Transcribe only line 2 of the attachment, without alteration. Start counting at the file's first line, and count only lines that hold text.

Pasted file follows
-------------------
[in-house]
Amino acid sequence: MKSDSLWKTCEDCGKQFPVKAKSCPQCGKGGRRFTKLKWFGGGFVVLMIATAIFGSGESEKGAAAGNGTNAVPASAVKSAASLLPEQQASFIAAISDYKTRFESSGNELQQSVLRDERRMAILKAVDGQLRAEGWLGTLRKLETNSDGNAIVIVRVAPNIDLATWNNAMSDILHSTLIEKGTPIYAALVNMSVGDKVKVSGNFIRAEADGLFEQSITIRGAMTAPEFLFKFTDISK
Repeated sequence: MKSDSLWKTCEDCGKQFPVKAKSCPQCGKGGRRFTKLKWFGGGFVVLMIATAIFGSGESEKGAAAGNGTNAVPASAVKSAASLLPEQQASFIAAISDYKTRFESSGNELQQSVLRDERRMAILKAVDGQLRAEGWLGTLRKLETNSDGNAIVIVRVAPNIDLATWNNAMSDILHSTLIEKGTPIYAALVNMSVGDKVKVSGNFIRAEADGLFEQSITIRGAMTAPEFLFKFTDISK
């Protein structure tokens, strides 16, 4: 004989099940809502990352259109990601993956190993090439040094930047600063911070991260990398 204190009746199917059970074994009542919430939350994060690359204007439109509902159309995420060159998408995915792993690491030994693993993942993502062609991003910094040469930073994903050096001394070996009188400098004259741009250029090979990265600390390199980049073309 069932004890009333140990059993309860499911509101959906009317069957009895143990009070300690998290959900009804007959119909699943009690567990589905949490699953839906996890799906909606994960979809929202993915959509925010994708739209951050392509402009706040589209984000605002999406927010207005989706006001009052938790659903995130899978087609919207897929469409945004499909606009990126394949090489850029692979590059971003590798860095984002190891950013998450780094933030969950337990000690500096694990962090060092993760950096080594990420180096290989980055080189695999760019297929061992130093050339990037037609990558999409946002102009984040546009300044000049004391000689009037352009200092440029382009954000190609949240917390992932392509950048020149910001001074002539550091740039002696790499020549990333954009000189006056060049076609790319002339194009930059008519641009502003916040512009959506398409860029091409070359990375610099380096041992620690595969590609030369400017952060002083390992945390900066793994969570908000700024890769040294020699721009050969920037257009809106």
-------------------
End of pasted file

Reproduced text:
Amino acid sequence: MKSDSLWKTCEDCGKQFPVKAKSCPQCGKGGRRFTKLKWFGGGFVVLMIATAIFGSGESEKGAAAGNGTNAVPASAVKSAASLLPEQQASFIAAISDYKTRFESSGNELQQSVLRDERRMAILKAVDGQLRAEGWLGTLRKLETNSDGNAIVIVRVAPNIDLATWNNAMSDILHSTLIEKGTPIYAALVNMSVGDKVKVSGNFIRAEADGLFEQSITIRGAMTAPEFLFKFTDISK